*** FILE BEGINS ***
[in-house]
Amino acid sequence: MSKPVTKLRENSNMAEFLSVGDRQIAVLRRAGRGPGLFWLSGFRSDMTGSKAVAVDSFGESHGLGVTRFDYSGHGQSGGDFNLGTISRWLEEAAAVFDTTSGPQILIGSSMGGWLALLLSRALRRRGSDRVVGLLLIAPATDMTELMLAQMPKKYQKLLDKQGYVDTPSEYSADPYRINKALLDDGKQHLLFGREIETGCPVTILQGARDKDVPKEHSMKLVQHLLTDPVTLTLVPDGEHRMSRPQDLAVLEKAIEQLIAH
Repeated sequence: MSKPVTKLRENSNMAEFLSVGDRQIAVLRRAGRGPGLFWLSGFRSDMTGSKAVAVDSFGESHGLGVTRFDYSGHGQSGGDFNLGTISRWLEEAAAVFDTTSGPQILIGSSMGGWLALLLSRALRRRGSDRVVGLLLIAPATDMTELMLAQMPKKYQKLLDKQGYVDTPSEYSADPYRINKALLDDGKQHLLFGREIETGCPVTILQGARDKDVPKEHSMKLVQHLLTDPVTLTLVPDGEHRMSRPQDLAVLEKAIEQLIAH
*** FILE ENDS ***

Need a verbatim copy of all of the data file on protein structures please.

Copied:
[in-house]
Amino acid sequence: MSKPVTKLRENSNMAEFLSVGDRQIAVLRRAGRGPGLFWLSGFRSDMTGSKAVAVDSFGESHGLGVTRFDYSGHGQSGGDFNLGTISRWLEEAAAVFDTTSGPQILIGSSMGGWLALLLSRALRRRGSDRVVGLLLIAPATDMTELMLAQMPKKYQKLLDKQGYVDTPSEYSADPYRINKALLDDGKQHLLFGREIETGCPVTILQGARDKDVPKEHSMKLVQHLLTDPVTLTLVPDGEHRMSRPQDLAVLEKAIEQLIAH
Repeated sequence: MSKPVTKLRENSNMAEFLSVGDRQIAVLRRAGRGPGLFWLSGFRSDMTGSKAVAVDSFGESHGLGVTRFDYSGHGQSGGDFNLGTISRWLEEAAAVFDTTSGPQILIGSSMGGWLALLLSRALRRRGSDRVVGLLLIAPATDMTELMLAQMPKKYQKLLDKQGYVDTPSEYSADPYRINKALLDDGKQHLLFGREIETGCPVTILQGARDKDVPKEHSMKLVQHLLTDPVTLTLVPDGEHRMSRPQDLAVLEKAIEQLIAH